Monday, 7 July 2014
This engineer who studied optometry had a stint as a jeweler, later despite hard times changed the way bread loaves were sold!!!
Otto Frederick Rohwedder (July 7, 1880 – November 8, 1960) was an American inventor and engineer who created the first automatic bread-slicing machine for commercial use. It was first used by the Chillicothe Baking Company in Chillicothe, Missouri in 1928. Rohwedder was born in Des Moines, Iowa in 1880, the son of Claus and Elizabeth Rohwedder, of ethnic German descent. When a child, Rohwedder and his family moved to Davenport, where he lived until the age of 21. He attended Davenport public schools. Then he became an apprentice to a jeweler to learn a trade. Rohwedder also studied optometry, graduating in 1900 with a degree in optics from what is now the Northern Illinois College of Ophthalmology and Otology in Chicago. He became a jeweler.
Rohwedder first had a brief career as a jeweler, and became the owner of three jewelry stores in St. Joseph. His used his work with watches and jewelry to create inventions of new machines. Convinced he could develop a bread slicing machine, he sold his jewelry stores to fund the development effort and manufacture the machines. In 1917 a fire broke out at the factory where Rohwedder was manufacturing his machine. It destroyed his prototype and blueprints. With the need to get funding again, Rohwedder was delayed for several years in bringing the bread slicer to market.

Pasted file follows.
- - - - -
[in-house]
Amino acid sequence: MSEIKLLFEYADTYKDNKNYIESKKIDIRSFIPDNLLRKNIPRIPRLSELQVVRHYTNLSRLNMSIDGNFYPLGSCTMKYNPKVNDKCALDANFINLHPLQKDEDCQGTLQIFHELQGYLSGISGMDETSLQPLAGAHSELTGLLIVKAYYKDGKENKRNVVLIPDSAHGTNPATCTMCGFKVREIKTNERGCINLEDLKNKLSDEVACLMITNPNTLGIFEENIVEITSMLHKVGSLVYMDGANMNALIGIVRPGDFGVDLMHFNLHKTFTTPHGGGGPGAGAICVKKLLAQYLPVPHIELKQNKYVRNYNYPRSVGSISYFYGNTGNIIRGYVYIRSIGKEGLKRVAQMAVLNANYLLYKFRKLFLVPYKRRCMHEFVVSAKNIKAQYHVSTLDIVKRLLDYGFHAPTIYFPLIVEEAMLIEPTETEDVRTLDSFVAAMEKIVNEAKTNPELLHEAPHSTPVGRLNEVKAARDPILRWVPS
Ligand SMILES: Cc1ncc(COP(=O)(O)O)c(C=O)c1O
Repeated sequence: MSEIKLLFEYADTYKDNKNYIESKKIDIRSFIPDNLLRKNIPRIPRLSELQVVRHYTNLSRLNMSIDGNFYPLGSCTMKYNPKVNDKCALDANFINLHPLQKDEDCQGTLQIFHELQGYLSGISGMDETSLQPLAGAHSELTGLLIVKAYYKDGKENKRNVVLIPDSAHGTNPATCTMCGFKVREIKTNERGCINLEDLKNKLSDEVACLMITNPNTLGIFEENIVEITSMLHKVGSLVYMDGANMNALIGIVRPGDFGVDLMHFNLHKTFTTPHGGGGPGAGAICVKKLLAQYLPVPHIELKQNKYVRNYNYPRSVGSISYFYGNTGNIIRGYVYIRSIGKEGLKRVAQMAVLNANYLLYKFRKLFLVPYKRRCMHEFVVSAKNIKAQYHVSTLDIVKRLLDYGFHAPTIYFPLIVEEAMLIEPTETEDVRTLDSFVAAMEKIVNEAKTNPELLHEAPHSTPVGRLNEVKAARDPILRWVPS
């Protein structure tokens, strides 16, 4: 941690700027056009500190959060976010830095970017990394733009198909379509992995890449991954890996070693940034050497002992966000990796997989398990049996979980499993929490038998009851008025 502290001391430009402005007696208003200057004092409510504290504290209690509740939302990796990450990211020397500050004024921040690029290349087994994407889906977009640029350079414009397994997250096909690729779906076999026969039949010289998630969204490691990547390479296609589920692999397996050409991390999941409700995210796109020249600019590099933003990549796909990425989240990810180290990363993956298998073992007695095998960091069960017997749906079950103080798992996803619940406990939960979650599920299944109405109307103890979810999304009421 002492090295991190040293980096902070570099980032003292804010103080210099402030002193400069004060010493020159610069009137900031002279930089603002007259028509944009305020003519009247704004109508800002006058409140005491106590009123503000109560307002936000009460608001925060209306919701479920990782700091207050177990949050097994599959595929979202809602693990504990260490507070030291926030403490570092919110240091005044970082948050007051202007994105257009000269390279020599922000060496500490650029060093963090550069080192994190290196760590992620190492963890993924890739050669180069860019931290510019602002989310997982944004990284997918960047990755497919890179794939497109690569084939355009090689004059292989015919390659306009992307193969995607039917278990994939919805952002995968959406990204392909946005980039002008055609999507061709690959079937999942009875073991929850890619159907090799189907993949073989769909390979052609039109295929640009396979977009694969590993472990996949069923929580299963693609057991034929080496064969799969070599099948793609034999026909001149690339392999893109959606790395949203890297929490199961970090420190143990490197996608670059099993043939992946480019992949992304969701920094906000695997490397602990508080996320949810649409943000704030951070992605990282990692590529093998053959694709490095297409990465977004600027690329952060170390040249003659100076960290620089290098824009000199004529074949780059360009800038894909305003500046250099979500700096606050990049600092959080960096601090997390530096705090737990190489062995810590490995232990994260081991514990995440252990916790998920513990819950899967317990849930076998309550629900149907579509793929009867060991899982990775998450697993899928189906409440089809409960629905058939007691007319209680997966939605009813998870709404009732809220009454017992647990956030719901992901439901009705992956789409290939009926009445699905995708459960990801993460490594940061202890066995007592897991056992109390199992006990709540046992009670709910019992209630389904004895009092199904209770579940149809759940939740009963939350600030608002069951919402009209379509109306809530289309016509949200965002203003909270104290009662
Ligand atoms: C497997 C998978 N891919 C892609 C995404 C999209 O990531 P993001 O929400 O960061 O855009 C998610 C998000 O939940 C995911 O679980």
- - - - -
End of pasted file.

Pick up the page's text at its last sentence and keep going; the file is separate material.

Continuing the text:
In 1927 Rohwedder successfully designed a machine that not only sliced the bread but wrapped it. He applied for patents to protect his invention and sold the first machine to a friend and baker Frank Bench, who installed it at the Chillicothe Baking Company, in Chillicothe, Missouri in 1928. The first loaf of sliced bread was sold commercially on July 7, 1928. Sales of the machine to other bakeries increased and sliced bread became available across the country. Rohwedder had seven patents approved from 1927-1936 having to do with bread slicing and handling. His original bread slicing machine is in the Smithsonian Institution in Washington, DC.
Gustav Papendick, a baker in St. Louis, Missouri, bought Rohwedder's second machine and found he could improve on it. He developed a better way to have the machine wrap and keep bread fresh. He also applied for patents for his concepts. In 1930 Continental Baking Company introduced Wonder Bread as a sliced bread. It was followed by other major companies when they saw how the bread was received. By 1932 the availability of standardized slices had boosted sales of automatic, pop-up toasters, an invention of 1926 by Charles Strite. In 1933 American bakeries for the first time produced more sliced than unsliced bread loaves.
That same year Rohwedder sold his patent rights to the Micro-Westco Co. of Bettendorf, Iowa and joined the company. He became vice-president and sales manager of the Rohwedder Bakery Machine Division. In 1951 Rohwedder at age 71 retired from Micro-Westco Co. and moved with his wife Carrie to Albion, Michigan, where their daughter Margaret (Rohwedder) Steinhauer and his sister Elizabeth Pickerill lived. Rohwedder died in Concord, Michigan on November 8, 1960. He was buried at Riverside Cemetery in Albion.